Google’s release of Chrome packaged apps was undoubtedly a trojan horse into the Windows and Mac OS platforms. The feature allows Chrome web-based apps to look as if they’re running without the Chrome browser, and also offer better offline support and connection with hardware. Such a move allowed Windows and Mac users a taste of what life would be like on a Chromebook.
Now the search giant could be looking to repeat the feature on Android and iOS, if the recent discovery of some code on the GitHub repository is any indication. So far Google has declined to comment on the subject, and it could well be just another test project that Google is working on, but you never know. Google’s strategy has always been to get its products and services on as many platforms and devices as it can.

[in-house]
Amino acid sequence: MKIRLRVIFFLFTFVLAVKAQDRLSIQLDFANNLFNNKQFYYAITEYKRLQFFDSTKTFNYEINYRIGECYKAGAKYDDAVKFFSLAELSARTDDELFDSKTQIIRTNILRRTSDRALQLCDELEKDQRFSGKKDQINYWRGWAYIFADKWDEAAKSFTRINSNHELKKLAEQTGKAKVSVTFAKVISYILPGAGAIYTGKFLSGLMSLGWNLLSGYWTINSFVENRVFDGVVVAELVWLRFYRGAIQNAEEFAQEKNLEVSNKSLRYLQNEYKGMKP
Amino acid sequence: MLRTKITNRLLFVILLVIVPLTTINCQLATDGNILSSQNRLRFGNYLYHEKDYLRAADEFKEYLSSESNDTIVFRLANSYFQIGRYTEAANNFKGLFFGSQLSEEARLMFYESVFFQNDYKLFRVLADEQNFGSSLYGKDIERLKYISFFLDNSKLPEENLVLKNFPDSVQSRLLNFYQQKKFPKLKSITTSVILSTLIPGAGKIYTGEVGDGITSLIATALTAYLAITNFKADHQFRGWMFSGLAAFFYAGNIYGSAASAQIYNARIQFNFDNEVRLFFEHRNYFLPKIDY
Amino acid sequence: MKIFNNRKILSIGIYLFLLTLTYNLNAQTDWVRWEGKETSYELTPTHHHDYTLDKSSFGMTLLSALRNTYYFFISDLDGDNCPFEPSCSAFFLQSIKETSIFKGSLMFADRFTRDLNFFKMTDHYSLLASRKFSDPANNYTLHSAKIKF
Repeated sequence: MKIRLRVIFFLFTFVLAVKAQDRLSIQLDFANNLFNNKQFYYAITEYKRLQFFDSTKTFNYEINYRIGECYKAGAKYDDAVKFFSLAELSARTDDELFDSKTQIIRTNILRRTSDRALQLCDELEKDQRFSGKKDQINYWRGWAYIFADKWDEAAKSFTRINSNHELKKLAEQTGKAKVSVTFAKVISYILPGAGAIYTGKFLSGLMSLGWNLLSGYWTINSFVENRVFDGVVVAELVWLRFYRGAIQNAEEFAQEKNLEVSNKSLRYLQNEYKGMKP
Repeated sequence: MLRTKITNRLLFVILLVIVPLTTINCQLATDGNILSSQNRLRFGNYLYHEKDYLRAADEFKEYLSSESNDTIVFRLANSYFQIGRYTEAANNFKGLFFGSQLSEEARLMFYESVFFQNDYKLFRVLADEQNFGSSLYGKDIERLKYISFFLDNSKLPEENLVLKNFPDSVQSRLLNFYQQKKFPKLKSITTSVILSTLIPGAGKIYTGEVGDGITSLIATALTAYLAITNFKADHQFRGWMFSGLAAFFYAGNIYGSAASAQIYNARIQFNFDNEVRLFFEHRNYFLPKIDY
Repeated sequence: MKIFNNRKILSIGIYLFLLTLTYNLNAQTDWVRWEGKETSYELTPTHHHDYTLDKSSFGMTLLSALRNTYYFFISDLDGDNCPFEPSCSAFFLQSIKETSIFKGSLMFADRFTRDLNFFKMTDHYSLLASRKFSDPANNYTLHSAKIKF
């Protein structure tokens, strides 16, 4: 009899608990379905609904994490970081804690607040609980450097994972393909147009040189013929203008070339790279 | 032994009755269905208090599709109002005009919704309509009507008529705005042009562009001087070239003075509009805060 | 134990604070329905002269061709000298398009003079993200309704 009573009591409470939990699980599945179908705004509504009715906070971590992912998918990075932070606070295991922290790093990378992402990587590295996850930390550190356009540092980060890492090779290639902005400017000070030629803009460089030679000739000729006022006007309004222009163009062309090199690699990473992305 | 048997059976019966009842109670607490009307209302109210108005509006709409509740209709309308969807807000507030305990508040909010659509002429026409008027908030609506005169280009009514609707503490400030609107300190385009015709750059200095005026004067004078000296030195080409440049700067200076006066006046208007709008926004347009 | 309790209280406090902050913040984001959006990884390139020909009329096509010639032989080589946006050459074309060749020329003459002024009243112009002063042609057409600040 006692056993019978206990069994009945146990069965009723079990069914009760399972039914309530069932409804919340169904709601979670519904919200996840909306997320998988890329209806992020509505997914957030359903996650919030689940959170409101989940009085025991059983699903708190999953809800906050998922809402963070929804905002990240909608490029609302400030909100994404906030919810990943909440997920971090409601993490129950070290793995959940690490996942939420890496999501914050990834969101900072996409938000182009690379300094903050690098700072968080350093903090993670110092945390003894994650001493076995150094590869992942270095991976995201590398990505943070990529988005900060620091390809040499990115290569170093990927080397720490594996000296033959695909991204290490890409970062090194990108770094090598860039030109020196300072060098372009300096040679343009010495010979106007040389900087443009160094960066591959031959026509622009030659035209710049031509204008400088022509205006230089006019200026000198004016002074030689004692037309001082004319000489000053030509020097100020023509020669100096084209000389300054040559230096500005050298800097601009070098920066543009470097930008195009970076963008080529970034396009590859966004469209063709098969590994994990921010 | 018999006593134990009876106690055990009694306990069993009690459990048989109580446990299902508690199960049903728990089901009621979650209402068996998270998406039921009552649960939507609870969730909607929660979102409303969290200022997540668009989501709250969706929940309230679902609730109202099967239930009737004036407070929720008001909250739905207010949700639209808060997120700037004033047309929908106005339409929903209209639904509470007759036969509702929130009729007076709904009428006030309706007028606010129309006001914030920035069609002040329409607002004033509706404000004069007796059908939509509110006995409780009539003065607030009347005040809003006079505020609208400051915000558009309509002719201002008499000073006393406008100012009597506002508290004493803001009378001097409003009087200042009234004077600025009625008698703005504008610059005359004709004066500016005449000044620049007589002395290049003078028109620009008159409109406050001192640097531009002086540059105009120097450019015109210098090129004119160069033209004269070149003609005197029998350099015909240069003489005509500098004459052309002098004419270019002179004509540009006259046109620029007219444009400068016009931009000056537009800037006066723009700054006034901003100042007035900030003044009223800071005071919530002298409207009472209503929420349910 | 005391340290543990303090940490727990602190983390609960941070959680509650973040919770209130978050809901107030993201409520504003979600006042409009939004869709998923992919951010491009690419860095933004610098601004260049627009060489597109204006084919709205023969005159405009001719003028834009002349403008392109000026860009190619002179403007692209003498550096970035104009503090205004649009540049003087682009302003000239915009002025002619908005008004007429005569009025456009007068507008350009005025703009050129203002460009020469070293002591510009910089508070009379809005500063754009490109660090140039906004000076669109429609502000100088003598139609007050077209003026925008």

The toolkit will help developers create Android and iOS hybrid native apps with Chrome app polyfills, through Apache Cordova. The steps include modifying for mobile design, fixing bugs, working around limitations, and of course, testing.
After all the work is done, Google says the apps will be good enough to publish to both Google Play and Apple’s App Store. The requirements suggest Android 4.x will be supported initially, although Cordova could work with Android 2.2 and 2.3 as well. iOS support is still marked as “TBA” but development has already started.